Extreme weather conditions can disrupt your normal routines, from how you dress to your commute to and from campus.
“Being weather aware means you have a general awareness of what weather you’re facing that day before you head out the door in the morning," said Josh Kelly, UD’s associate director of emergency management. "This doesn’t mean obsessively checking the weather every minute of the day or living in fear of what could happen. It simply means, being cognizant of your surroundings and planning your day safely and deliberately.”
It is important to practice weather-awareness every day so you can be prepared for daily weather conditions.
For the latest and most up-to-date weather information for this region, the UD Office of Emergency Management recommends regularly reviewing the National Weather Service (NWS) Philadelphia/Mt Holly Forecast Office website. NWS is a federal agency with responsibility for issuing weather warning, forecasts, and other weather-related information. Additionally, Kelly recommends UD community members familiarize themselves with the Delaware Environmental Observing System as a system for staying informed on weather conditions on and around UD.
What's the difference between watches and warnings?
A watch means that conditions are favorable for a particular type of weather. A warning means that the weather event is underway. It is important to know the difference!
How can I prepare now?
Preparedness involves any action taken to increase your ability to respond when disaster strikes.
Make an emergency plan
Take a moment to imagine one of the severe weather hazards mentioned above. If any of these were to occur, do you know what you would do? Do you know where you would go? How would you communicate with loved ones? It is important to discuss disaster scenarios with your household. Take the time to document important emergency contact information and how you would respond in a disaster. In your plan, ensure to list your evacuation route and shelter-in-place locations for the places you frequent (work, school, home).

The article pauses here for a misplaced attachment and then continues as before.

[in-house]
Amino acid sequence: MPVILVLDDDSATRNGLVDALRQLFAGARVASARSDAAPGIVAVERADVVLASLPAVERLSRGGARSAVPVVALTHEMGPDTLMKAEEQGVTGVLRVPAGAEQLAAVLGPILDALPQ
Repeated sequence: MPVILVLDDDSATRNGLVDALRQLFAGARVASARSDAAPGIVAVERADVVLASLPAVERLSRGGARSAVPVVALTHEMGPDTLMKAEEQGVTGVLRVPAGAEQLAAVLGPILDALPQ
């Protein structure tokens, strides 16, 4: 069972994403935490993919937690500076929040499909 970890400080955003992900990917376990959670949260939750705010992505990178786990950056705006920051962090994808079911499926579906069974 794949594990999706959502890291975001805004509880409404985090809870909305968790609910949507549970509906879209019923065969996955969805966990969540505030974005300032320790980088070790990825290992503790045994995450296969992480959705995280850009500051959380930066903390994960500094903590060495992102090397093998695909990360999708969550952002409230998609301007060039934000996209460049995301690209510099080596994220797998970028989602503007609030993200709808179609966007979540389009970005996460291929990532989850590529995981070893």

Know your evacuation route
You may need to evacuate an area for a variety of reasons. A hurricane warning may result in the need to evacuate. Likewise, a flood event may prompt an evacuation. It is important to know in advance how and where you would evacuate. You should identify a nearby evacuation location and an out-of-town location. If you have pets, you will also need to consider where they can be taken. For more evacuation considerations, visit this site.
Identify your shelter-in-place locations
Some types of severe weather events—tornadoes, severe thunderstorms and winter storms—require sheltering-in-place. An ideal severe weather shelter is an interior room, on the lowest accessible level of the building, with no exterior walls or windows. Take time to identify this location at your home, at work and at school.
Gather needed supplies
If you needed to evacuate your home, would you have the items you needed ready to go? After a hurricane, it is possible your home will not be accessible for several days. Identify what items, documents and other supplies you’d need to take with you. Make a checklist and gather those items in a go-bag.
Learn more about preparedness
There are many actions you can take to prepare yourself for the impacts of disasters. Take time to visit PrepareDE.org to learn more. For more information about on-campus emergency preparedness, visit udel.edu/emergency. Contact the UD Office of Emergency Management (OEM) to request emergency preparedness consultation.
In conclusion, severe weather can happen any time, so there is no better time than the present to prepare. The UD Emergency Management team wants to emphasize the importance of taking the weather seriously and being weather aware.
“Weather in Delaware is more complex than you would initially think," said Kelly. "Especially considering UD has campuses located throughout the state; including our main campus which is nestled inland in Newark and then our Lewes campus that sits right on the Atlantic coastline. This presents a unique challenge from a weather forecasting and emergency preparedness perspective. But that’s why it’s so important to remain aware of your surroundings when planning outdoor events or activities and to periodically set time aside to prepare for the unexpected.”
To learn more about on-campus emergency preparedness or reach out directly to the UD Emergency Management team, visit udel.edu/emergency.